How to build a Quadcopter

A few years ago I read an article about the so called “Drones” and I was very excited about the idea of building my own drone. Last year after my final-exams I had a lot of time, so I decided to build my first QuadCopter. My budget was about 300 $. The most popular website I found was: So I started buying the parts. Here are the ones I bought, but you can choose your own if you have a bigger budget:

First you need a frame, where you will mount the motors and the electronic-parts. I chose a X525 Glass Fiber frame for 15.25 $. It looks cool and is very durable. A year after I work on my own frame, but as a beginner it was the best choice.

For a QuadCopter you need naturally 4 electric motors. I chose this one: Turnigy D2830-11 1000kv for 9,5 $. I’m still using these in my own quadcopter. There are some better motors, but they are more expensive too.

For all types of MultiCopters (Quadcopter, Hexacopter, Octocopter, Tricopter) you need the so called “speed controllers” (ESC). A speed controller is the electric part, which regulate how fast your motor will spin. My choice was a  HobbyKing 30A BlueSeries Brushless Speed Controller. One of these cost about 11 $. As you have 4 motors on a quadcopter, you also need 4 speed controllers. In February I was able to upgrade the firmware of the speed controllers with the very popular SimonK. It is specially created for multirotors and there was a big difference before and after the software upgrade. To do this you need a little bit of solder skills. As I said if you have a bit bigger budget you can directly buy four of the Afro 30A Speed Controller, which is already upgraded with the SimonK firmware. This one cost about 14 $.

Probably the most important part of every multicopter is the Flight Controller or Flight Board. There are some extremely good flight controllers such as the DJI Naza. Here is a link for the DJI Products Website. This one cost about 300 $. So it was too much for my budget. I decided to get the Hobbyking KK 2.0 Board for 30 $. For that price it is a very good flight controller, but it lacks the altitude hold because there is no barometer on the board. My copter is still with this board and it still works well after a lot of crashes. Last month Hobbyking introduced the successor of the KK 2.0 board – the KK 2.1 board. Practically it is the same board with upgraded software and some upgraded sensors. It still doesn’t have a altitude hold. And it still costs 30 $. Another good flight controller is the APM 2.6 by 3D-Robotics with GPS. This could be my next flight controller, but now I don’t have the 240 $ for it. There are clones of this board, but is always good choice to support the original one if you have the resources $$$.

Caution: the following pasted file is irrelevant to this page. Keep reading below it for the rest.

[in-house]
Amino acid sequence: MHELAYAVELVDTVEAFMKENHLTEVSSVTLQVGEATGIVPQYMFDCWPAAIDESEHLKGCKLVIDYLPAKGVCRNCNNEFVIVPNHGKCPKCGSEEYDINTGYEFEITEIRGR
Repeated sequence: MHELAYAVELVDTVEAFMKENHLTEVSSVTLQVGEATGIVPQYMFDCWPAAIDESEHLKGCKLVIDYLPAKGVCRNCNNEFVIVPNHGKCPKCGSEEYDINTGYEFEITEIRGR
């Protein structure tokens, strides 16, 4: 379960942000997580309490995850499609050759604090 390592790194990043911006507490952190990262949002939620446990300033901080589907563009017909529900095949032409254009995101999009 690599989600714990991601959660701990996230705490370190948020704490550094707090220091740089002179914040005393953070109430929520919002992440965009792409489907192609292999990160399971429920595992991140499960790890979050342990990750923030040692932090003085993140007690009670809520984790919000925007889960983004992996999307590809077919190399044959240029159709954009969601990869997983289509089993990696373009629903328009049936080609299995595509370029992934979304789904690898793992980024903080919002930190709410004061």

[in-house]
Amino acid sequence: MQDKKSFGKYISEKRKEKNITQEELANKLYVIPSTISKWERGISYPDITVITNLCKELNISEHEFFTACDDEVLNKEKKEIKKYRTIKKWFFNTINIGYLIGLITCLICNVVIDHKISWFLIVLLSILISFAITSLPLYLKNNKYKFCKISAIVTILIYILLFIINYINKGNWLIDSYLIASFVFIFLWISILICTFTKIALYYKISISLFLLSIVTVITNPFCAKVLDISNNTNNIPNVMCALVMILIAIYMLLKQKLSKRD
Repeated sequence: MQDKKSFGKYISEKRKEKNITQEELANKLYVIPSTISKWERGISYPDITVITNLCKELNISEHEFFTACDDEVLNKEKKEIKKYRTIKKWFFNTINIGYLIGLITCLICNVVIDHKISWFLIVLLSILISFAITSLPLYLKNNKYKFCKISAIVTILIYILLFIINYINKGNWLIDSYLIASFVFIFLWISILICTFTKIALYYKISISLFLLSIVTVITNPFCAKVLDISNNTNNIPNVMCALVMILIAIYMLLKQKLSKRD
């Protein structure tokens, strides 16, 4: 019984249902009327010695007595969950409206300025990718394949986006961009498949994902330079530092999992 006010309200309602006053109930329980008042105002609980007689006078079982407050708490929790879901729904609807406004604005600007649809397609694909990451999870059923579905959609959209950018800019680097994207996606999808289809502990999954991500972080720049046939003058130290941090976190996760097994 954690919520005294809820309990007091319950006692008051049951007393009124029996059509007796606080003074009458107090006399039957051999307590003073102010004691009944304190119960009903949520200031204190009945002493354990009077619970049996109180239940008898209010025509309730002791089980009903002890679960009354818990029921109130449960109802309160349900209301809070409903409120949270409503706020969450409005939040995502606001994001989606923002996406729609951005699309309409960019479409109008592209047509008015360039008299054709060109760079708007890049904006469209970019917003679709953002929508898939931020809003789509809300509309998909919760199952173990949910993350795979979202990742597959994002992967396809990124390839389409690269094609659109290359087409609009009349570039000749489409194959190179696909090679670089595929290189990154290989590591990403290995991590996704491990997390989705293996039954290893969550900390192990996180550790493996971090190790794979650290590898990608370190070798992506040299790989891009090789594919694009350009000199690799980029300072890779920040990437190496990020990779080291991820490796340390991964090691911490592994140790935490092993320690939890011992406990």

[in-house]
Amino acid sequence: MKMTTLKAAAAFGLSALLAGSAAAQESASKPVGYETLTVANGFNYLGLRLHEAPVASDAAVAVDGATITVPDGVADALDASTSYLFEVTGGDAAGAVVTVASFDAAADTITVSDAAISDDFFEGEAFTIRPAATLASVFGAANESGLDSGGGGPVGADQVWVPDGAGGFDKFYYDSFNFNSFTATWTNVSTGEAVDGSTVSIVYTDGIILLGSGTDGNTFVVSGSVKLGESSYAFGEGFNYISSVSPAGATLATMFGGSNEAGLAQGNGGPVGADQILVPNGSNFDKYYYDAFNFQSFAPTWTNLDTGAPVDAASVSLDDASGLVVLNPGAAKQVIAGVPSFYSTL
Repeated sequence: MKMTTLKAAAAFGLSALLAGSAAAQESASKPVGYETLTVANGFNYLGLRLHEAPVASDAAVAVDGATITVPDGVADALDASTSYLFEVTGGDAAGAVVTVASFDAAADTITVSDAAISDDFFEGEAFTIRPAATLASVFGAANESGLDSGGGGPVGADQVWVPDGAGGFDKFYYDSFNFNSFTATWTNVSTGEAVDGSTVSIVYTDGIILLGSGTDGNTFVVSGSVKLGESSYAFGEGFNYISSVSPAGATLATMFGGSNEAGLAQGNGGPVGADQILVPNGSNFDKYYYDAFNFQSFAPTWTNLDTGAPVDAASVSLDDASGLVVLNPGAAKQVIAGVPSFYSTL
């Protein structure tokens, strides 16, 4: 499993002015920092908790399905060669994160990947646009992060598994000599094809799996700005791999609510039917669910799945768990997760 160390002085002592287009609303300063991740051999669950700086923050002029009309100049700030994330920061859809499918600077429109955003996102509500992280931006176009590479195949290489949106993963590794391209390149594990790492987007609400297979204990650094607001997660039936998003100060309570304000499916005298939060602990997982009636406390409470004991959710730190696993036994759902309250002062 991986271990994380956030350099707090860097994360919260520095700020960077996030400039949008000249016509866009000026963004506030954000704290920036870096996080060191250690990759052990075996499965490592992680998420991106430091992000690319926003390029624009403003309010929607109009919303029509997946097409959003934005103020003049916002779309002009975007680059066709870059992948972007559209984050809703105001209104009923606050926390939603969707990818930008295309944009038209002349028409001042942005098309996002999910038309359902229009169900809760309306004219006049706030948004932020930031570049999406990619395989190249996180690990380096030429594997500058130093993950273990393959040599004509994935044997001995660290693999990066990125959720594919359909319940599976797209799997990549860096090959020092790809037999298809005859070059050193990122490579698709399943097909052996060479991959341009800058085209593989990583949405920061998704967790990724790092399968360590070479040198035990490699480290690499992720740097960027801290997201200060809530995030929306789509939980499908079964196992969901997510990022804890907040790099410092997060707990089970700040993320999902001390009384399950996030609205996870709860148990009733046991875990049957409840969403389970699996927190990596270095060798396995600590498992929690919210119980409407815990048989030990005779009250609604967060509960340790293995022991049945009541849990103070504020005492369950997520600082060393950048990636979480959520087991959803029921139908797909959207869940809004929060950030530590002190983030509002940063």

For a quadcopter you also need 2 x Standard Rotation and 2 x Right Hand Rotation propellers. I decided that the best propeller size for my quadcopter build is 10×4.5. So I bought this pack for 2,6 $ from Hobbyking. Well I bought 3 packs for the case I will crash my quadcopter. And… I crashed it many times… so it was a good decision.

At first I bought a 2200mAh 3S 40C LiPo battery for 15$ and it was ok, but then I decided that I need more flight time, so I bought also a 3300mAh 3S 30C LiPo for 26 $. The first one has 3.5mm connector and the second one 4mm connector.

As a beginner I didn’t knew that the KK 2.0 flight board comes without cables to the receiver. So I didn’t buy these Male to Male Servo Leads for 4 $. Then I bought these on ebay for much more.

You will need some 3.5mm gold connectors and 4mm gold connectors for the speed controllers and for the battery. If you don’t want to solder, then you will need to buy presoldered ESCs (such as the Afro 30A speed controller) and this 3.5mm Power Breakout Cable. The last one can be used with the 3300mAh 3S LiPo battery. I also bought some zip ties.

Annnddd last but not least you need a transmitter for your drone. For a multirotor a simple 4 Channel radio will be ok. The KK 2.0 board have also a Self-level-feature, so you will need 5 CH. My first choice was the DX6i by Spektrum. It is a very good radio but it was too expensive for me, so I got the cheap Turnigy 9x. It is also a very good 9 Channel radio for 50 $. It has not the design and build quality of the Spektrum, but for a beginner it was and still is a good choice.

So my order was about 230 $ and 40 $ for shipping, overall 270 $ for my first quadcopter. It is still not a small amount of money, but the feeling of building your own drone and then see it flying … priceless.

p.s. In the next weeks I will also blog about the build process and my troubles with the quadcopter.